In the early 2010s, representatives from the Japanese American National Museum in Los Angeles came to town and went through most of the trunks, documented their contents, put everything back, so most of them are packaged in bubble wrap now. Like those displayed in the museum, the bulk of the items turned out to be of the everyday sort: a pair of ice skates, a bottle of wine, bowls, books, lots of family photos. Johnson has loaned some of the items out for display at the JANM as well as the Ellis Island National Museum of Immigration.
The building was designated a National Historic Landmark in 2006 and declared a National Treasure by the National Trust for Historic Preservation, a distinction that only 60 sites in the United States can boast. The landmark status, while nice, doesn’t necessarily protect the building or ensure its preservation. But National Treasure status recognizes that the building is not only historic but rare—and endangered—and it means the National Trust is taking action to preserve it and promote its stories.
Fortunately, the Wing Luke Museum of the Asian Pacific American Experience and public development authority Historic Seattle also participate with Johnson in this endeavor and are helping Johnson search for a new buyer and future steward for the hotel’s historic—and physical—preservation. It’s been for sale since 2016.
The effort was additionally helped by the 2009 novel Hotel on the Corner of Bitter and Sweet by Jamie Ford, a fictional account of a Chinese-American boy who lived in the ID in the 1940s, fell in love with a Japanese-American girl, witnessed her family and countless others being sent to camps, and watched over her belongings at the Panama Hotel. The book became a New York Times Bestseller, found a worldwide audience and was printed in 34 languages.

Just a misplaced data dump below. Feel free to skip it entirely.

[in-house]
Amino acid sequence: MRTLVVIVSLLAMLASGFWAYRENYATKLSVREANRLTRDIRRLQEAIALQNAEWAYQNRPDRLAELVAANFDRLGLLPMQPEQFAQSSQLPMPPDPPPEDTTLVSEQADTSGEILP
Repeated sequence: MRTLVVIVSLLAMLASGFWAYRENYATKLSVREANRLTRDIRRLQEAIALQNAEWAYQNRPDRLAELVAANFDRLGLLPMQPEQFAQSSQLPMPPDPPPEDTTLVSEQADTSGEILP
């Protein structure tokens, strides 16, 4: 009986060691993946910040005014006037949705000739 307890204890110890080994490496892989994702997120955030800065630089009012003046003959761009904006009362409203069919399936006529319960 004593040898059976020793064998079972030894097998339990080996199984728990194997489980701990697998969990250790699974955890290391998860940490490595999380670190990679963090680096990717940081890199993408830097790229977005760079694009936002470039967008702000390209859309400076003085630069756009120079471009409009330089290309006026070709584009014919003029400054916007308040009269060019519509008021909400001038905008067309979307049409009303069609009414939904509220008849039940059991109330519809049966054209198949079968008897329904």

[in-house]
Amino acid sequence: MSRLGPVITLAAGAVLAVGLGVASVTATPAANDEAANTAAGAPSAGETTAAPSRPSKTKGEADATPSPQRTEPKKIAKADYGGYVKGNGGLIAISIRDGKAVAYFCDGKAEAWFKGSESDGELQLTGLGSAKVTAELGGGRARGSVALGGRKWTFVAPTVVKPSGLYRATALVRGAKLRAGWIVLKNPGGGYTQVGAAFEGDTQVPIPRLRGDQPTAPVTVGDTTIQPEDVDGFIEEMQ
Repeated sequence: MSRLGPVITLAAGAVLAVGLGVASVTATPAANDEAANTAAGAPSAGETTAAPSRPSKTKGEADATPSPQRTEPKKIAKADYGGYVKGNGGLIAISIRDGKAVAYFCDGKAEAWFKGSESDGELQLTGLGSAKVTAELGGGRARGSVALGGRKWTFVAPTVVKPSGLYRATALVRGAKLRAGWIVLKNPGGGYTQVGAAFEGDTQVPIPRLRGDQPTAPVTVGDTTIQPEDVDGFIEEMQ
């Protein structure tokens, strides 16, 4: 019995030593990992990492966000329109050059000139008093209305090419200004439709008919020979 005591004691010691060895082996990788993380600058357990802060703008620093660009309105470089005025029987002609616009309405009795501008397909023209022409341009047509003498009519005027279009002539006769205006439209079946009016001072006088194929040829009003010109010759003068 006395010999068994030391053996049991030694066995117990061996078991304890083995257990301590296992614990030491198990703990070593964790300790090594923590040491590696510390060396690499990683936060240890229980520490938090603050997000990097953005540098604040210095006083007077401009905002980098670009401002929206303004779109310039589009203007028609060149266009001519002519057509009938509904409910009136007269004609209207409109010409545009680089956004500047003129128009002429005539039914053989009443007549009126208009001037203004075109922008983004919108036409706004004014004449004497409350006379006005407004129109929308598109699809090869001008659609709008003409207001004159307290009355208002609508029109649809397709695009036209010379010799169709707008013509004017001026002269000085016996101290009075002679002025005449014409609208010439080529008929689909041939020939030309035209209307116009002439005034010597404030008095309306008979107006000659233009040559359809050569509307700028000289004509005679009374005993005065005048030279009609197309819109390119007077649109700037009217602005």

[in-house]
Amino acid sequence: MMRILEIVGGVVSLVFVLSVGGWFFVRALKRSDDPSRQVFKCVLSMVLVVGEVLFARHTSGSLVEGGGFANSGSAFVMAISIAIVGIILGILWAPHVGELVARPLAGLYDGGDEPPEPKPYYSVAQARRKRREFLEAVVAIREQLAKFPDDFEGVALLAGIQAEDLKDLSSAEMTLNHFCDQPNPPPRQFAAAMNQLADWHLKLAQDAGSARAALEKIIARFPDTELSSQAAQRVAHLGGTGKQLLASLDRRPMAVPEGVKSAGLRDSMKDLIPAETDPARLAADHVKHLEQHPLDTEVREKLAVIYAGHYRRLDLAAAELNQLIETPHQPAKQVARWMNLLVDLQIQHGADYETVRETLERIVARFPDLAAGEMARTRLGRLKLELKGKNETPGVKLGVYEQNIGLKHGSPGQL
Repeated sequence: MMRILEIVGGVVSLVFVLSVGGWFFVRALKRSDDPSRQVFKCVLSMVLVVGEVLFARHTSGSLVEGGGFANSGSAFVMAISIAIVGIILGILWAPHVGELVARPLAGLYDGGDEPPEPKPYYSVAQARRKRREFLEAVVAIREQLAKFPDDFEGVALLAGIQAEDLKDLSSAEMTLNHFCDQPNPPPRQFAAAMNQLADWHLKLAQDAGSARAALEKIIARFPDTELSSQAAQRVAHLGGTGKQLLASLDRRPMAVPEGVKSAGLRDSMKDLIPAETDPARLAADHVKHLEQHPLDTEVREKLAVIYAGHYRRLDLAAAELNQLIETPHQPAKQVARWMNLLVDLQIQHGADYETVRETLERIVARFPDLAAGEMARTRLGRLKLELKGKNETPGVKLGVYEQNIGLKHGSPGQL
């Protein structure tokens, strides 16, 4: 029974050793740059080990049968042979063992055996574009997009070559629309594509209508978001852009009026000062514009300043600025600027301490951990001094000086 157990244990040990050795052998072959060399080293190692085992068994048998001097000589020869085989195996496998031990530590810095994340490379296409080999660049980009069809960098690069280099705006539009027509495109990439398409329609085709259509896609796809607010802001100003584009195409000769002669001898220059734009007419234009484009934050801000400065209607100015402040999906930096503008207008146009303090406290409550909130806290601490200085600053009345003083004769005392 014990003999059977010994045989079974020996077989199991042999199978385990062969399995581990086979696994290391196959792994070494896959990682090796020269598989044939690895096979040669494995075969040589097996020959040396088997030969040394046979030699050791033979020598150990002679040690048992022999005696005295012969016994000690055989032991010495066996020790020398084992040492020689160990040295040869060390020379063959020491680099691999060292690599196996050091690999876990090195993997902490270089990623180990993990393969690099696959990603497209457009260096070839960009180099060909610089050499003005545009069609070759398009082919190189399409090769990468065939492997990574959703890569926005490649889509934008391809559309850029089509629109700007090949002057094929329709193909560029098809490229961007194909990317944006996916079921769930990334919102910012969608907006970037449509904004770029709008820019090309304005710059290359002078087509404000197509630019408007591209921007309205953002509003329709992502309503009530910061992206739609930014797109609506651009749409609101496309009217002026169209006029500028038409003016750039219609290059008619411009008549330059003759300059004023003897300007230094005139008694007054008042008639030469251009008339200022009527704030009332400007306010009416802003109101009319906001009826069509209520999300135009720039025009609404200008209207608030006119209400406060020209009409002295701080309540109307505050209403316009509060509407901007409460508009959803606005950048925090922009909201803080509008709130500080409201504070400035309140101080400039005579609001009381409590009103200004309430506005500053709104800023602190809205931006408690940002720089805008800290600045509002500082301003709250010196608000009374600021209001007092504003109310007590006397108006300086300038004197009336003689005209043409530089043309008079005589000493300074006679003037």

A full-length documentary by Seattle-based Big Story Group, The Panama Hotel Legacy, is also currently in production; you can watch a 10-minute preview, packed with lots of those lush old photographs, here. Per the film, architectural historian Michael Sullivan of the University of Washington describes the experience of the Panama Hotel beautifully: “It’s like picking up a diary a hundred years ago and not having a page missing, not having the ink faded. You can read it and almost hear the voices coming out of the writing in the diary. That kind of integrity in a historic building is just such a rarity ... it really is an unusual thing.”
Despite its iconic status, the hotel itself is actually still in operation as a working hotel, for the purpose it was originally designed, via its third-floor lobby, offering spartan rooms equipped with small sinks and white linens. (Reportedly, everything is pretty much unchanged from 1910, so caveat emptor.)
If you feel like chipping in to the preservation cause, maybe go down to the tea house, get a hojicha latte, take the tour, and learn a little bit about the history of one of Seattle’s immigrant communities. Especially, perhaps, in light of current events surrounding deportations, presidential decrees, and history seemingly repeating itself.